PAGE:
Cedric Eagle was convicted of malice murder and sentenced to life imprisonment. 1
We affirm his conviction.
There is evidence that Eagle was hosting a gathering at his home on the night of the murder. Tommy Ford, the victim, arrived at Eagle's home and soon began arguing with several of the guests. Eagle told Ford to leave and when he did not, Eagle went inside, retrieved his shotgun, and fatally shot Ford.
1. Eagle claims the court erred by reopening the evidence in a hearing held pursuant to Jackson v. Denno, 378 U. S. 368 (84 SC 1774, 12 LE2d 908) (1964) to determine the voluntariness of his statement and challenges the sufficiency of the evidence to support the court's finding that his statement to police was given voluntarily.
Eagle was arrested at the scene of the murder and transported to the police station where he gave a statement to police. At the Jackson v. Denno hearing, the prosecution offered the testimony of one of the two officers present when Eagle was interviewed and his statement given. The officer testified about the circumstances surrounding the interview and to the fact that Eagle was informed of his Miranda rights and signed a written waiver of those rights. After arguments by the parties, the court stated that it wished to hear the testimony of the second officer present during the interview and reopened the evidence. The second officer's testimony was consistent with that of the first officer. Eagle presented no evidence during the hearing and only cross-examined the two officers concerning their lack of knowledge of the circumstances of his custody prior to the interview. Having heard the testimony of the only persons present during the interview, the court held that Eagle's custodial statement was freely given and that he voluntarily waived his Miranda rights without any hope of benefit or fear of injury.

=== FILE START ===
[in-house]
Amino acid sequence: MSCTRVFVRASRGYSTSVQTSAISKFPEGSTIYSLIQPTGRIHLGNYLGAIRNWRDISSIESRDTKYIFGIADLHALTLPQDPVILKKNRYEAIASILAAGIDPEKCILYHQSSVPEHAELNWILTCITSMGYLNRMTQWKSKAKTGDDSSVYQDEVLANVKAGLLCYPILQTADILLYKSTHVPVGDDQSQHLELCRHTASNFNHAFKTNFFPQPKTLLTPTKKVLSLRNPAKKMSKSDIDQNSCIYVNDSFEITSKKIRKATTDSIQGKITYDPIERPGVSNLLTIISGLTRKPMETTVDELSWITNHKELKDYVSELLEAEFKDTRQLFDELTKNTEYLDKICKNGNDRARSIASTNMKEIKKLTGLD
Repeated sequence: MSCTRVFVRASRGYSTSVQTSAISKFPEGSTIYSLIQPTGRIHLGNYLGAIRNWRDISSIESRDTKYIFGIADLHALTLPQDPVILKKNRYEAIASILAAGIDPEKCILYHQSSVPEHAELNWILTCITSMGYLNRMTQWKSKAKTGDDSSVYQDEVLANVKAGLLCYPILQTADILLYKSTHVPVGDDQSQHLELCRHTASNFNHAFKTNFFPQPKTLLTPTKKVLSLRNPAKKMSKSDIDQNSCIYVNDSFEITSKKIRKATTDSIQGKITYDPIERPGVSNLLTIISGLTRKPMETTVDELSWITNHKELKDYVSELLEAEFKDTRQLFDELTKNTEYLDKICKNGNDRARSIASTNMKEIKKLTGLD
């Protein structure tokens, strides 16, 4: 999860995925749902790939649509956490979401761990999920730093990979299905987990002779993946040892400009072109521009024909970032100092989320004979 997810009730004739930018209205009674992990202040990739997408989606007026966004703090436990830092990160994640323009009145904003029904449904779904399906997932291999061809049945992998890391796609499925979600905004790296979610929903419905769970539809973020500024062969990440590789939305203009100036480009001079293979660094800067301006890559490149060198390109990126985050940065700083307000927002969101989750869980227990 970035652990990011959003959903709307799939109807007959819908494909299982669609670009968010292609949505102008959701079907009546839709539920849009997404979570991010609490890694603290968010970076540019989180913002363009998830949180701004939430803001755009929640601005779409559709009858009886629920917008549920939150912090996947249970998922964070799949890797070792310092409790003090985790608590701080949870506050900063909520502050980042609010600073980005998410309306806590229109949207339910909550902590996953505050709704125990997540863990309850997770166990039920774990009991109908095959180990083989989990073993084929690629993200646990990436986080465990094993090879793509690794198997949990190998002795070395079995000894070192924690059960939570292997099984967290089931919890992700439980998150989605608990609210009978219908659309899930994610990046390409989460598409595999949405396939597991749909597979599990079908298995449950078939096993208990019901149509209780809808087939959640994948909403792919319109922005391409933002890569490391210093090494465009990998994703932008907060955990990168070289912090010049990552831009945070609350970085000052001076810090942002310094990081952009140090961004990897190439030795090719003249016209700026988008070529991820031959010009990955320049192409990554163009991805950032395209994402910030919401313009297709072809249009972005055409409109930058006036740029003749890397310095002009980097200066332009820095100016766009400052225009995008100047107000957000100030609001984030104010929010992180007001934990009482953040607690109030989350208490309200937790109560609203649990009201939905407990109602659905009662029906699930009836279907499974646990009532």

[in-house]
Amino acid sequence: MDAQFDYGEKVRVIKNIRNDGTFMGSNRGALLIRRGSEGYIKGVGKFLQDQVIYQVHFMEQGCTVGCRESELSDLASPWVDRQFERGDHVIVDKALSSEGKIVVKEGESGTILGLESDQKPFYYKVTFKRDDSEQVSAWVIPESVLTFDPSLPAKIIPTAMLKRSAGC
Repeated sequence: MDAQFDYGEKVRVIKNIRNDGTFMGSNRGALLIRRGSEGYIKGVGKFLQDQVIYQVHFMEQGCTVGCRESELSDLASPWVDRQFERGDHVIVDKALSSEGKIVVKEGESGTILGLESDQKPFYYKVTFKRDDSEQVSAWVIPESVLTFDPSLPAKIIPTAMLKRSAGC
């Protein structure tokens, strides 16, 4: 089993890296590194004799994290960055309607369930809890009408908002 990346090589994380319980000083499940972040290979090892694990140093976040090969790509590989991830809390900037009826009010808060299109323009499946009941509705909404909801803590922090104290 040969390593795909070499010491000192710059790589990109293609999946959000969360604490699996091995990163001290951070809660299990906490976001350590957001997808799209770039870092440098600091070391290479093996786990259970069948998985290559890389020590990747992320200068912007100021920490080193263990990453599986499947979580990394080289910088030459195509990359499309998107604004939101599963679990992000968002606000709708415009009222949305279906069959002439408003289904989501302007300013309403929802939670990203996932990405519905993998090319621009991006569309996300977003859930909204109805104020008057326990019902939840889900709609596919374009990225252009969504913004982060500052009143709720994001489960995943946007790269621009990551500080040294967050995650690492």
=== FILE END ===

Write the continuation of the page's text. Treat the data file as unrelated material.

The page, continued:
Based on this evidence, we find it was within the court's discretion to reopen the evidence in order to ensure that its determination was correctly made under the totality of the circumstances. See Page v. State, 249 Ga. 648 (292 SE2d 850) (1982)
(court possesses broad discretion to reopen the evidence at any stage of trial); Pierce v. State, 238 Ga. 126 (231 SE2d 744) (1977)
(in order to make a fair determination of voluntariness, the court must consider the totality of the circumstances). Likewise, the court did not err in determining that the prosecution met its burden of proof without hearing testimony from the transporting officers. The transporting officers were not present when Eagle was interviewed or when he gave his statement. Absent any allegation that the transporting officers coerced or threatened Eagle into making the statement or took any action relevant to the circumstances surrounding the giving of the statement, the court's conclusion was not clearly erroneous and will not be disturbed on appeal. See Carter v. State, 257 Ga. 510
, 513 (361 SE2d 175
) (1987); Davis v. State, 255 Ga. 598
, 607 (11) (340 SE2d 869